She continued to soothe him with her voice, her words calming her own racing heart and distracting her from the pain she was in. She unwrapped him from his swaddling, and with her good hand felt his limbs and ran her fingers down his torso and back. He did not flinch at any particular point of touch, and although he was quite dirty he did not appear to have any broken bones. He had dust in his eyes, and his little fists flailed as he cried in the pain of that.
Tathiel managed to remove her water skin from around her neck, and after some difficulty unscrewing the cap with only one hand, carefully poured the water onto the bridge of his nose, and let the flow run across the eyes and off his face. He blinked rapidly, the crying stopping at least momentarily at this new sensation. She gently pulled down the lower lid with her finger, careful of the grime on it, and flushed the eye again with water. Legolas quieted then, and contented himself by sucking on his thumb. He was still filthy and she remained concerned that she might have injured him when she fell, but his heartbeat was steady and his breathing regular, and she felt somewhat certain he was not seriously injured.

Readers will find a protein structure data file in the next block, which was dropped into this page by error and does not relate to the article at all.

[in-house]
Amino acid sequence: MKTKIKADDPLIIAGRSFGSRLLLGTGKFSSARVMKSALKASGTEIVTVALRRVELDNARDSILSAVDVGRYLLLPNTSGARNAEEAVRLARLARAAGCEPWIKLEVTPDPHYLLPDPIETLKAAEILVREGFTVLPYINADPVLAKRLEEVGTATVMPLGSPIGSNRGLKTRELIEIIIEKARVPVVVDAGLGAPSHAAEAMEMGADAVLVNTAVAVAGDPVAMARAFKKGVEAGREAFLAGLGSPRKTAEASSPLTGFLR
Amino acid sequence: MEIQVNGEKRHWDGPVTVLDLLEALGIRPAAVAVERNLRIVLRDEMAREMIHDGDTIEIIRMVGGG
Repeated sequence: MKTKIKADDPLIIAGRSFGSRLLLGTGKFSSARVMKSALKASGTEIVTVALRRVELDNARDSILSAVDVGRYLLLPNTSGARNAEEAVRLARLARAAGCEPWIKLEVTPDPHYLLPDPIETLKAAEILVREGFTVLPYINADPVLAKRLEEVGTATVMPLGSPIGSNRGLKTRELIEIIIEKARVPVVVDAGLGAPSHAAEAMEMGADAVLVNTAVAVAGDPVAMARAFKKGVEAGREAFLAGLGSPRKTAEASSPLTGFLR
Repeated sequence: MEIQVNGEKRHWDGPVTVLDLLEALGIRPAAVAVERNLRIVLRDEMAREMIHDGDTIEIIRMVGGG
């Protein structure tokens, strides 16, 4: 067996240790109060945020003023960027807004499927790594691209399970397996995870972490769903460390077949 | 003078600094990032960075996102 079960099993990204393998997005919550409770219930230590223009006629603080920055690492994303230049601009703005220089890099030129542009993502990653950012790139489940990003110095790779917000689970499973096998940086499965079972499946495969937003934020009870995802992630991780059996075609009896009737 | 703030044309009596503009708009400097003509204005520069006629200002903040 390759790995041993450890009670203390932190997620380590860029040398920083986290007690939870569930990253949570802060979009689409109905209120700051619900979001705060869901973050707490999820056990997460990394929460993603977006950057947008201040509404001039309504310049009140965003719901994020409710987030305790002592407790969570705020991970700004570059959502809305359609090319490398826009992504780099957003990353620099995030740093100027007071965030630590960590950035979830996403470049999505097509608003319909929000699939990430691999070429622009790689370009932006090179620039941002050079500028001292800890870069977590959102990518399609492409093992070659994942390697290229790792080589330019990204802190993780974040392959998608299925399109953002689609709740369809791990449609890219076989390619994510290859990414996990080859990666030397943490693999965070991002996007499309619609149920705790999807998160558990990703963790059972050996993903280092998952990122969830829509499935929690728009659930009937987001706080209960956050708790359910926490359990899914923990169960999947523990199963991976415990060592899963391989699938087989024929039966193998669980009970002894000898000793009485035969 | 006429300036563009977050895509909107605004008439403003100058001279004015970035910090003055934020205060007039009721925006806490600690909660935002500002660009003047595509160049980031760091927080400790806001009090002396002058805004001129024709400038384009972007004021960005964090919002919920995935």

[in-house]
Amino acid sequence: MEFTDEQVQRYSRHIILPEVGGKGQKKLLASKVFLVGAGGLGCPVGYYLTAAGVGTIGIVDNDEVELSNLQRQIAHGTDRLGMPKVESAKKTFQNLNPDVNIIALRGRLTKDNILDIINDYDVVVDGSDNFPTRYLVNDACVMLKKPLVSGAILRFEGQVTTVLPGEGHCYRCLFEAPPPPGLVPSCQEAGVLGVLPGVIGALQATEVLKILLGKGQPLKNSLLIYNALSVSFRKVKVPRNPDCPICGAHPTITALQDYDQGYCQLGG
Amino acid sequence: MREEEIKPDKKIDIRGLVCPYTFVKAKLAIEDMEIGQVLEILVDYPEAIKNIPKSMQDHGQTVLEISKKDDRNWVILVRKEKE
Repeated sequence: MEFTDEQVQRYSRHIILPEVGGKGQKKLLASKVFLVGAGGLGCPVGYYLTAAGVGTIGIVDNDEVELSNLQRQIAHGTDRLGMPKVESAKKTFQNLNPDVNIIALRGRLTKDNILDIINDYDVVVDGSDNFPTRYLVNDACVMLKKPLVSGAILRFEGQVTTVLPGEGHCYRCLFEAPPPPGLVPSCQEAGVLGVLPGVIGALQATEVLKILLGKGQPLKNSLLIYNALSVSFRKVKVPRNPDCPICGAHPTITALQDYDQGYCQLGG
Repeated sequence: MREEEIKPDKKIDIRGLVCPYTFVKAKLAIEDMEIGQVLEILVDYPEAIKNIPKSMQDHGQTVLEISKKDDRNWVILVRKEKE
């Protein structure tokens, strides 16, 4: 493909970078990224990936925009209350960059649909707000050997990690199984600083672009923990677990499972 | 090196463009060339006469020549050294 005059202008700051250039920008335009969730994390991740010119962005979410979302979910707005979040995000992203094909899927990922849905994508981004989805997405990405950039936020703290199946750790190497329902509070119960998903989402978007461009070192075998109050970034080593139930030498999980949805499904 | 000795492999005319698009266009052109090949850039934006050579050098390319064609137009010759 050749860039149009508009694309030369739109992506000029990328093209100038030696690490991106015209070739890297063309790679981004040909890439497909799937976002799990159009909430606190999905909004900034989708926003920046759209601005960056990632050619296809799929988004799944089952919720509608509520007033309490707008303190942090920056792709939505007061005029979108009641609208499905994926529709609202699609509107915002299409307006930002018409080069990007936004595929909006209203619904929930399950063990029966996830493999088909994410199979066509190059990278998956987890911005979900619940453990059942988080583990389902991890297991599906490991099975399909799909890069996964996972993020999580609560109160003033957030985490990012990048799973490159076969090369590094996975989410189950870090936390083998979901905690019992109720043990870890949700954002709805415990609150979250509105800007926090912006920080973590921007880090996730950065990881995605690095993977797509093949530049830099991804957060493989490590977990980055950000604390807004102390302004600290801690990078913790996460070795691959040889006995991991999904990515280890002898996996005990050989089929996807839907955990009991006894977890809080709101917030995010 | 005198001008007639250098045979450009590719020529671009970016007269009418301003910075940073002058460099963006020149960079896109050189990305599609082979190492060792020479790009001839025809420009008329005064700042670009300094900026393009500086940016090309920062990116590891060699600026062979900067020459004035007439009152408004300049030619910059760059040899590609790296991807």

A moan to her left caught her attention next, and she saw Tinánia’s head rise slowly from the dust. She pushed herself upright, shaking the dust and small rocks from her hair and face.
“Tinánia!” Tathiel called to her. “I am right here. How badly are you hurt?”
Tinánia was silent for a few moments as she slowly moved each limb and moved to a sitting position. She coughed several times, clearing her throat of the dust before she could speak.
“I am not injured,” she finally answered. “I am bruised and cut, but I am not seriously hurt.”
Memory came to her then, and she felt again the horror of Eärundra’s hand slipping from hers and then seeing her younger sister collapse beneath the falling rocks.
“Where is Eärundra?” she cried frantically.
She crawled in the direction she had last seen Eärundra, pushing aside some of the larger rocks.